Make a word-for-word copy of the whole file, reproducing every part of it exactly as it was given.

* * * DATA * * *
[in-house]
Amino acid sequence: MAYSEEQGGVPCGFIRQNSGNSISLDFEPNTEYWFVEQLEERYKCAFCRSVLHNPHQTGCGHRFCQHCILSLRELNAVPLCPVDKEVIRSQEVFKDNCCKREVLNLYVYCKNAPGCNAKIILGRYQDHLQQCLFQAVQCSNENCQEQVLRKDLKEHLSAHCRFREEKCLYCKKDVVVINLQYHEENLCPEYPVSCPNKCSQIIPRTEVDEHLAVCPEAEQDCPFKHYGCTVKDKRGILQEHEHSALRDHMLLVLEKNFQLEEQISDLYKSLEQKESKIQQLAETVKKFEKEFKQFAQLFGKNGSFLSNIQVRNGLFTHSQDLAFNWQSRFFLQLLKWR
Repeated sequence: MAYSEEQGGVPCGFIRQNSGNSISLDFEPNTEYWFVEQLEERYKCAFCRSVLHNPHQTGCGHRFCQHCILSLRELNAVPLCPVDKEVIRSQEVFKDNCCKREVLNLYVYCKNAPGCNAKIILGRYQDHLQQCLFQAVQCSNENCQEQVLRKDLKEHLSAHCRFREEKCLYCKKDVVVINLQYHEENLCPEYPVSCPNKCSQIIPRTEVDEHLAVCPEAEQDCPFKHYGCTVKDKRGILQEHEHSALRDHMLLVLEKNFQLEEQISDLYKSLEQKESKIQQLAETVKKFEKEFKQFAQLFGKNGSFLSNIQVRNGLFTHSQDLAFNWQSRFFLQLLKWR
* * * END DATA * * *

[in-house]
Amino acid sequence: MAYSEEQGGVPCGFIRQNSGNSISLDFEPNTEYWFVEQLEERYKCAFCRSVLHNPHQTGCGHRFCQHCILSLRELNAVPLCPVDKEVIRSQEVFKDNCCKREVLNLYVYCKNAPGCNAKIILGRYQDHLQQCLFQAVQCSNENCQEQVLRKDLKEHLSAHCRFREEKCLYCKKDVVVINLQYHEENLCPEYPVSCPNKCSQIIPRTEVDEHLAVCPEAEQDCPFKHYGCTVKDKRGILQEHEHSALRDHMLLVLEKNFQLEEQISDLYKSLEQKESKIQQLAETVKKFEKEFKQFAQLFGKNGSFLSNIQVRNGLFTHSQDLAFNWQSRFFLQLLKWR
Repeated sequence: MAYSEEQGGVPCGFIRQNSGNSISLDFEPNTEYWFVEQLEERYKCAFCRSVLHNPHQTGCGHRFCQHCILSLRELNAVPLCPVDKEVIRSQEVFKDNCCKREVLNLYVYCKNAPGCNAKIILGRYQDHLQQCLFQAVQCSNENCQEQVLRKDLKEHLSAHCRFREEKCLYCKKDVVVINLQYHEENLCPEYPVSCPNKCSQIIPRTEVDEHLAVCPEAEQDCPFKHYGCTVKDKRGILQEHEHSALRDHMLLVLEKNFQLEEQISDLYKSLEQKESKIQQLAETVKKFEKEFKQFAQLFGKNGSFLSNIQVRNGLFTHSQDLAFNWQSRFFLQLLKWR